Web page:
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‘Game changer’ ETF launches

ETF, Australian ETF

An Australian ETF manager has announced the world’s lowest cost Australian ETF, but there’s more to ETFs than just costs, another investment manager has said.

BetaShares announced on Friday that it would launch an Aussies shares ETF, A200, with a 0.07 per cent per annum management fee.

It will grant investors exposure to 200 of the largest companies on the ASX and will be BetaShares’ 45th fund available on the exchange.

“A200 is a game-changer for the Australian wealth management industry, significantly reducing the cost of investing in a diversified portfolio of Australian shares,” said BetaShares chief executive Alex Vynokur.

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“BetaShares is a business that was born and bred in Australia. We remain focused on the development and growth of the local ETF market, helping Australians build robust, diversified and cost-effective investment portfolios.”

However, while Vanguard Investments Australia head of corporate affairs Robin Bowerman welcomed the news of cheaper ETFs, he reminded investors that there’s more to ETFs than management fees.

As he told Nest Egg’s sister publication, Investor Daily: “Cost is perhaps one of the more straightforward ways to compare ETFs. However, there are some cost implications specific to ETFs that need to be considered.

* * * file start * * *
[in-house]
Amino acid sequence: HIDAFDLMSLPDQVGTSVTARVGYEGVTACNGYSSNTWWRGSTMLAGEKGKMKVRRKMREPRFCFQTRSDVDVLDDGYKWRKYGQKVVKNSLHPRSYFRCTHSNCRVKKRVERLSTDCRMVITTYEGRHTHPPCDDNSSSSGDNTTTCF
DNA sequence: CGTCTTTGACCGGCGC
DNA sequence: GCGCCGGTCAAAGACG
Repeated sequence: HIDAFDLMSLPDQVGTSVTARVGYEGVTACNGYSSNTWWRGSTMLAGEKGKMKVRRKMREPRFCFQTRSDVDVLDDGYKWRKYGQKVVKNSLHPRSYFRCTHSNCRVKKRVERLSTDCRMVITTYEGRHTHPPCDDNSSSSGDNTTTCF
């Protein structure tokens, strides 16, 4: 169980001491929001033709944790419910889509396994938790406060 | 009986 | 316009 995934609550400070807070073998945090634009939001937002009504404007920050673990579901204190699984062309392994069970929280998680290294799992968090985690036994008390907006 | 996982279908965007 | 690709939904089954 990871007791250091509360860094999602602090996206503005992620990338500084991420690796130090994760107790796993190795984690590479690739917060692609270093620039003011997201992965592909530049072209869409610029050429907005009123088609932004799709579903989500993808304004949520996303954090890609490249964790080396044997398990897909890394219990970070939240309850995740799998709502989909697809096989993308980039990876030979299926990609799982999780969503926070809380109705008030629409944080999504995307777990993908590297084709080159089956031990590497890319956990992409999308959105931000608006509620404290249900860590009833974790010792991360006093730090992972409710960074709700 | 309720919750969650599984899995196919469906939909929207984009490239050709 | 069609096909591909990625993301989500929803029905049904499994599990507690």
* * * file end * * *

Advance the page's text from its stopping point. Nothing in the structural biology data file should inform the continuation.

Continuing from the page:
“Investors should consider a number of factors when evaluating index and ETF products, including tracking, pre- and post-tax returns, and benchmark composition.”

Mr Bowerman explained that the cost of buying and selling ETFs goes further than the headline management expense ratio (MER), noting that those who buy ETFs incur bid/ask spread. That’s the difference between the market price to buy the ETF and the selling price.

“The bid/ask spread is highly dependent on the liquidity in the market, the breadth of the underlying index, and on the daily happenings in the marketplace on any given day, hour or minute,” he said.

“There may also be brokerage commissions associated with buying or selling the ETF, as with any stock.

“Tracking error – the difference between the gross return of the index and the ETF net return after fees – is another comparison investors can make when assessing one product over another.”

‘Game changer’ ETF launches
ETF, Australian ETF
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